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Report - - The Hulme Hippodrome Theatre - Manchester - Oct 2011 | Theatres and Cinemas | 28DaysLater.co.uk

Report - The Hulme Hippodrome Theatre - Manchester - Oct 2011



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Got Epic?
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#1
I always knew it would be good in there but i wasn't expecting these levels of epicness!

Let me explain what's going on. A church has been using the smallish entrance hall for quite a few years now. Id been in there before to ask for a look but had been told a polite No. Recently however a group called the Youth Village have started a project to bring more of the building back into use as what is probably best described as a community centre, although as im sure the groups leader Tony would tell you its going to be much more then that! Tony has to be the soundest bloke to ever let me look around anywhere. After knocking a few emails back and forth he invited me up for a look and Me, Dweeb and OT popped up Saturday morning with an air of excitement in our step! After a few mins of chatting about the various plans the doors were flung open and we were told 'you have all day if you like' amazing! I must say i think the group are pretty brave to take on such a project but Tony seemed pretty determined to succeed and asked me to pass on the message to people who would be interested in helping out.

So here you go. tony@theyouthvillage.org Get involved!

Now, onto the place itself. As always the Theatres Trust give a fairly good, yet still confusing account of its history.

theatrestrust said:
A splendid music hall, built in 1901 which has survived intact, built alongside the Hulme Playhouse (1902) by the same architect; the two were connected by an arcade which was flanked by the Broadhead Circuit offices. In 1950, together with the Playhouse, it was purchased by the James Brennan circuit and extensively renovated and redecorated throughout. Nothing is visible of the original exterior which is now concealed behind a twentieth century rendered ground floor with metal cladding above. It opened as the Grand Junction Theatre and Floral Hall, seating 3,000 and concentrating on melodrama, whilst the adjacent Hulme Hippodrome-later-Playhouse (now Nia Centre) presented music hall. In 1905, the names of the two theatres were changed so that the larger became the Hulme Hippodrome catering for patrons with a taste for music hall. Internally the magnificent auditorium, which has two galleries and a proscenium arch in original state, is a riot of gilded Rococo plasterwork. The basic design is very like the Playhouse next door, but apart from this and other, now demolished, theatres designed by J J Alley for the Broadhead Circuit, the concept is quite unlike any contemporary theatre or music hall. The upper of the two balconies has eight straight rows spanning directly between the side walls; the lower one has nine straight rows in the centre, with side arms of four straight rows parallel with the side walls, diminishing to two. The ends are divided off to form a stage box on either side of the proscenium. Above each box is a further box, reached by a little staircase at the side of the balcony. The box and balcony fronts are decorated with delicate Rococo plasterwork. The balconies are supported by iron columns with foliated capitals (some of them Gothic!). At the sides the columns are carried up from the balcony fronts to support the main ceiling which is decorated with festoons at the sides and panelled at the centre. The proscenium is surprisingly formal, being flanked by giant fluted Ionic columns with an enriched straight entablature over, and a large central cartouche supported by putti. The building was last used for theatre in the 1960s, then bingo from the mid 1970s until its closure in 1986 with the Floral Hall transformed to snooker club and lounge bar. The theatre stood empty, somewhat obscured by housing development in the area. Since 1999 an evangelist group have used the foyer, but the auditorium and Floral Hall remain unused and empty. A fine and important theatre, it also features on Manchester City Council's Buildings at Risk Register.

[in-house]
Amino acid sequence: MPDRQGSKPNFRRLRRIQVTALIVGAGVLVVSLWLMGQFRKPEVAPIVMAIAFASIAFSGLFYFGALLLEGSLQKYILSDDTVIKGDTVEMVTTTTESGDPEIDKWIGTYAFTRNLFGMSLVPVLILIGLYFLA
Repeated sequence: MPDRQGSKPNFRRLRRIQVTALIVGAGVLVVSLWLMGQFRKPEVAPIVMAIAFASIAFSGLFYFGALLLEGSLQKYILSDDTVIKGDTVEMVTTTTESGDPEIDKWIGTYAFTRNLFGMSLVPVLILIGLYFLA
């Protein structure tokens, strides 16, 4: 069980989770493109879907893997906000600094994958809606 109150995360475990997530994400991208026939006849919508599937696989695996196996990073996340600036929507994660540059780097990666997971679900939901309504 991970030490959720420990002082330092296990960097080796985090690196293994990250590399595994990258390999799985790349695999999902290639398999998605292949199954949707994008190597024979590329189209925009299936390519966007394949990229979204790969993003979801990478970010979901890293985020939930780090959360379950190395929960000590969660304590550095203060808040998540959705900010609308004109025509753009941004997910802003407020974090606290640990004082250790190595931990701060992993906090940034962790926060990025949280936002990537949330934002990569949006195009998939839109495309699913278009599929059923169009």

To be honest i find it a little hard to follow exactly whats gone on with the place over the years but it seemed to me as if the Hippodrome had been the original theatre with the two halls, one of which now used by the church, as an extension on one side and the playhouse, unfortunately not accessible on this visit (believe me i tried) as an extension on the other. What is left however is simply stunning. The auditorium plasterwork is almost totally intact and has an instant 'wow' factor, what was equally as good however (as allways) was the hidden little gems. The follow spot projectors, massive arc rectifiers and countless awesome little rooms tucked away in strange and confusing places.

Yes to the Hulme Hippodrome! Cheers to all involved



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